Comfortably Numb

Sheila Kumar's Storehouse

Humour: The Song That Reduces Anxiety

                                  Weightless worries during Covid times In which soothing music increased, not decreased, worry My sleepless nights are getting to be a matter of concern for my kith and kin. I`m a certified worrywart and the Virus-That-Shall-Not-Be-Named has worsened my…

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Book Review: Dara Shukoh, The Man Who Would Be King by Avik Chanda

A mystic’s misfortune Dara Shukoh’s vision for a just, tolerant, secular and humane India seems today as unrealised as his dream of becoming the king.  A contemplative ‘what if’ nebula hangs over Avik Chanda’s gripping book on Dara Shukoh. Dara was Emperor Shah Jahan’s eldest, most favoured son and heir apparent. He, however, does not…

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Book review: A Secret History of Compassion by Paul Zacharia

  Sending up everything and everyone A scathing look at life. The reader`s first reaction on reading A Secret History of Compassion is to muse over the probability that Paul Zacharia wrote up the story,  then dipped it into a vat of caustic soda. Everything is grist for his mill, or rather pen, here: writers,…

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Feature: Millennials and money

  Nothing more, nothing less As the earlier generation watches, the millennials streamline their spending pattern, readying to join the economical mainstream.  I’ve had a millennial in my life for some years now but it took me a while to mark the clear-cut differences in our spending pattern. I was chatting with our cook, my…

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Feature: Tribute to Delilah

 My, my, my Delilah…     It was an Ambassador car, a stodgy vehicle,  caramel in colour. It was of  1963 make and quite the pride and delight of my armyman father. I can`t quite remember when and why the Amby went in for a makeover. But makeover it was, because when she returned from…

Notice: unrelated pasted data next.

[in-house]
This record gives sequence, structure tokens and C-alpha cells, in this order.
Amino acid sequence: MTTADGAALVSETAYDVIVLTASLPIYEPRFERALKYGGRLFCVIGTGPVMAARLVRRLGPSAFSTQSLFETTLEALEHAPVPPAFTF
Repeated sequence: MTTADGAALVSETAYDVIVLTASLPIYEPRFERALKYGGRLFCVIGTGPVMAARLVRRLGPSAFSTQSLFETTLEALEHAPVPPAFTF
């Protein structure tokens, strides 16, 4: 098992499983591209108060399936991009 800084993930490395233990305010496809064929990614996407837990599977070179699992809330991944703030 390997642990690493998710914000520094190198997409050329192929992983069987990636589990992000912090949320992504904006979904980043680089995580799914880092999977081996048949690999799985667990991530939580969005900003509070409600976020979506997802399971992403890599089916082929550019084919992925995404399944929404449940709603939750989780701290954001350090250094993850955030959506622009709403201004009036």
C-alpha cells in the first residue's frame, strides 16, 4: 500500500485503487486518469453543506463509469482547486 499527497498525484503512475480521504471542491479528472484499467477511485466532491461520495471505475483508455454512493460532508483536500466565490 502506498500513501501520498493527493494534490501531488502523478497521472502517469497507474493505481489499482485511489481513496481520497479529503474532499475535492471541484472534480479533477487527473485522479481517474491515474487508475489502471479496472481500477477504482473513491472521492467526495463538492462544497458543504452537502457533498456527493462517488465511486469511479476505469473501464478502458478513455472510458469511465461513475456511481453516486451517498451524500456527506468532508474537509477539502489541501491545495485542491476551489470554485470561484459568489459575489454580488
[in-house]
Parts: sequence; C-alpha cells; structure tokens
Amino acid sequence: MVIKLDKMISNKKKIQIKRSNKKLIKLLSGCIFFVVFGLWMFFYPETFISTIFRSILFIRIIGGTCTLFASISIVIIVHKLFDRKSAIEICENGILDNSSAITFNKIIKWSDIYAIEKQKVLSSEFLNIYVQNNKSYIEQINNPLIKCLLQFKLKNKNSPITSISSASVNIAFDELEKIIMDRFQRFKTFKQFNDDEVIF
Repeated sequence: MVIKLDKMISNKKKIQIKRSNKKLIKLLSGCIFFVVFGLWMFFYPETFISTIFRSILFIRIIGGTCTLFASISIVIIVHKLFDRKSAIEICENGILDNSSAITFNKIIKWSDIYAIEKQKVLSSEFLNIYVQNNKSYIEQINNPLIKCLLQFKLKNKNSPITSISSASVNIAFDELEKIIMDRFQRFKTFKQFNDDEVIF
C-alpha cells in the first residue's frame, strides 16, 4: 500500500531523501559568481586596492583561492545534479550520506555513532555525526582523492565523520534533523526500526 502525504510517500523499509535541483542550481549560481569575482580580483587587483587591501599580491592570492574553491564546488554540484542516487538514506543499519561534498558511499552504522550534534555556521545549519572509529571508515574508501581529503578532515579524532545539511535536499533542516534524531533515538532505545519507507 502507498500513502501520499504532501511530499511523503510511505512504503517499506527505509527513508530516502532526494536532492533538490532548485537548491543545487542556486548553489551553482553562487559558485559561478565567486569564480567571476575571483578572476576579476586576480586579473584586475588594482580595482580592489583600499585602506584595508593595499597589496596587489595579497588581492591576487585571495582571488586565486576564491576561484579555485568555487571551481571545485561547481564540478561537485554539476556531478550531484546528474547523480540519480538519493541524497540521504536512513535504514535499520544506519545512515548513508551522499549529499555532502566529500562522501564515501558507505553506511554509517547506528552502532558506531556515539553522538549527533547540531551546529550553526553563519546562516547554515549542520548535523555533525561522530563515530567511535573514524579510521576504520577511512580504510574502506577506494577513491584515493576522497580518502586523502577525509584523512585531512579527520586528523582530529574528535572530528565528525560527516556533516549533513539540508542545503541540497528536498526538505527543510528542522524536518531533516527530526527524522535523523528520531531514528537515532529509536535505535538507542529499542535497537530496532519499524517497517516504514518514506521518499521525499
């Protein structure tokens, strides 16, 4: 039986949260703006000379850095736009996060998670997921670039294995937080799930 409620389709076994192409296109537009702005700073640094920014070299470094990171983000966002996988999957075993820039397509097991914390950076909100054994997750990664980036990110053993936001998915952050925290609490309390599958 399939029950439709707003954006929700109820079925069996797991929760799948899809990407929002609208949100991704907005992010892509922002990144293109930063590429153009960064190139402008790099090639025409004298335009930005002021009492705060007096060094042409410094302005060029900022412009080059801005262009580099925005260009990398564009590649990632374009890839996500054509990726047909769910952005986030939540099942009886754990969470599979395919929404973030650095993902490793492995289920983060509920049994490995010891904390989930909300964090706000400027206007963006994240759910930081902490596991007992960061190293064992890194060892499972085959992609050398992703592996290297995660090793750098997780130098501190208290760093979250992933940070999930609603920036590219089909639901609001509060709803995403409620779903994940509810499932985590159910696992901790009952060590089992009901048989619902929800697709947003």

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Feature: The north-south divide

It has taken a good many years spent criss-crossing the north and south of India, for me to come to this conclusion: Kipling got his latitudes mixed up with his longitudes. When he famously remarked that East is East and West is West, and never the twain shall meet, he ought to have laid that sentence…

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Feature: The new face of humour

  As the times rapidly change, the rich seam of humour we tap into is also rapidly changing.    It`s black humour, but of course. The other good-natured, gentle ribbing really would not stand up to what we are seeing and experiencing in life these days. It`s black humour and it is everywhere; it has…

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Book review: Chain of Custody by Anita Nair

Inspector Gowda goes down sinister paths Four years after he was first introduced to us, Inspector Borei Gowda returns to the printed page and to the reader’s imagination in Anita Nair’s Chain of Custody. This is a fitter Gowda, who is drinking less and therefore more alert. However, he is still carrying the scars of…

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Book review: My Grandmother Sends Her Regards & Apologises by Fredrik Backman

    A funny-wise tale ‘Every seven-year-old deserves a superhero.’ If that line isn’t enough to reel you in, ‘My Grandmother Sends Her Regards & Apologises’ has plenty of quirky characters and whimsical fairy tales which work just as well,  in this book by Fredrik Backman. The story is of Elsa, a ‘different’ seven-year-old, a Gryffindor…

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Feature: How Relevant Are You?

How relevant are you? We don’t analyse it much, but it’s astonishing what we do to stay relevant. Relevant to who? Why, to our kith and kin, our friends and neighbours, the people we work for, the people we work with, the people who work for us, indeed, to the section of the whole wide…

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